A web application is like an app for your phone or software for your computer. Specifically, a web application is a specialized piece of software to be installed on a server and used to manage web content.

WordPressMediaWikiDrupal, and Omeka are all examples of web applications. Each have their own advantages and limitations for developing web content. Therefore, selecting the proper web application to suit your needs is an important step to success.

To see some more examples of web applications, refer to the list that can be easily installed on your Stanford Domains account.

The cPanel is a simplified user interface that allows one to manage content on a server without needing to learn terminal commands. Creating new subdomains, installing web applications, managing server files, etc. can all be accomplished within the cPanel.

For more information about the cPanel, please refer to the cPanel Introduction page.

Installatron is the web application installer that is part of the cPanel. In other words, it is where you can install or uninstall web applications on your domain or subdomain addresses.

To learn how to use Installatron to install a web application, refer to the corresponding Reclaim Hosting site.

“WordPress is the most used blog application powering millions of blogs and being used by tens of millions of people every day.”

WordPress is a powerful open source software that allows individuals to create websites and blogs. Within WordPress, there are options to customize not only the content of a website, but also its appearance and functionality. In fact, between themes and plugins, these components of WordPress offer almost limitless customization of how a website looks and operates.

For instance, some themes offer custom background images, color schemes, menus, and widgets. Plugins can also be used to increase security for your WordPress install, allow visitors to make profiles on your website, or include maps, buttons, and galleries of photographs on your website.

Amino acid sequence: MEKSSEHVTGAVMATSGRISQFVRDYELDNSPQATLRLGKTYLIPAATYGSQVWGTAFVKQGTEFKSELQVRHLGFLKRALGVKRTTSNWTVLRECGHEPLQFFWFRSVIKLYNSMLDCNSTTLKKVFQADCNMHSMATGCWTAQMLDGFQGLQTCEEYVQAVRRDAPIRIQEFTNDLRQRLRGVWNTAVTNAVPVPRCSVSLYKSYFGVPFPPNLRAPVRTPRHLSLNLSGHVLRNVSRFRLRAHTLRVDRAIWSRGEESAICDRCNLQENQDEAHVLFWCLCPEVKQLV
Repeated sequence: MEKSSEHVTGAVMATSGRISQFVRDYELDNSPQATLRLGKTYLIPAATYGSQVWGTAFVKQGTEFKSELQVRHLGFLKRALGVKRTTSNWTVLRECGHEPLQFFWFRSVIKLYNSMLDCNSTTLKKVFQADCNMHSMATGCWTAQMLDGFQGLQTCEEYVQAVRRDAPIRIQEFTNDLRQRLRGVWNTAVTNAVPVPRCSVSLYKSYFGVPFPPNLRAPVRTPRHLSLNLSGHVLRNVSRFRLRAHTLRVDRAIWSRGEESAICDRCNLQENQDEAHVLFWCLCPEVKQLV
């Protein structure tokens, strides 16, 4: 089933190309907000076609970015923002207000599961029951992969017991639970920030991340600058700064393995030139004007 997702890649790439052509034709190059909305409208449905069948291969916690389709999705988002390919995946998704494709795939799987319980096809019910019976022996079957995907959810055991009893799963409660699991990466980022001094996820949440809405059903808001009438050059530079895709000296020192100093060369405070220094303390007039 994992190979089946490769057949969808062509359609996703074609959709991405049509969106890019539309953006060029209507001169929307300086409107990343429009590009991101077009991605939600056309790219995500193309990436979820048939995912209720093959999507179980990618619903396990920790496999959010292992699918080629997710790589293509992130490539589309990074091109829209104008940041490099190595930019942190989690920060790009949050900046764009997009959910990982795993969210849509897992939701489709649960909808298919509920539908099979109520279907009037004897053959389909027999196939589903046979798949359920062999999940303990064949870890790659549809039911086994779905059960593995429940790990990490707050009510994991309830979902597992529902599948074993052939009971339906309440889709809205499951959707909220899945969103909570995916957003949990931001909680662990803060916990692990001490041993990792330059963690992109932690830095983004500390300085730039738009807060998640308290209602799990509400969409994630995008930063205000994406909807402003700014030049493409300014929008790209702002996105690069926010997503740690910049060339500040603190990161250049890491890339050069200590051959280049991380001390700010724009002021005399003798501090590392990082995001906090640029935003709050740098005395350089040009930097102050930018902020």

For more information, please see the Stanford Domains Support content on WordPress.

WordPress plugins are like browser extensions or software expansion packs. They allow infinite levels of functionality customization for a WordPress website.

Plugins enable you to:

To enable new features on your WordPress website, install plugins within your WordPress web application.

Yes. We suggest Jetpack by WordPress.com and Akismet to get started.

Please note, Jetpack requires a WordPress.com account and Akismet requires additional setup.

General Questions

If you do not find answers to your questions in this FAQ, the Reclaim Hosting support site, or across the internet, please send your question(s) to stanforddomains@stanford.edu. There is no help desk for for Stanford Domains, but we are happy to consult with users on how best to utilize this space to meet their needs.  

With this overview:

  1. Select your domain name. (More information.)
  2. Sign up on Interest Form.
  3. Install a web application, we suggest installing WordPress first. (Here’s how to install a web application.)
  4. From this point, you can use your web application as your sole means to manager your website. However, to install more or different web applications, you will need to sign in to domains.stanford.edu to manage these settings.

Lynda.com is a video repository like YouTube. However, Lynda.com contains instructional videos intended to teach viewers about specific topics and can be used to learn how to work with web applications such as WordPress.

Lynda.com is normally a paid service. Fortunately, Stanford students, faculty, and staff members have FREE access to this tool at itservices.stanford.edu/lynda. In other words, Stanford Domains users have access to course materials associated with using domains.stanford.edu.

Portions of our FAQ have been adapted with permission from create.ou.edu.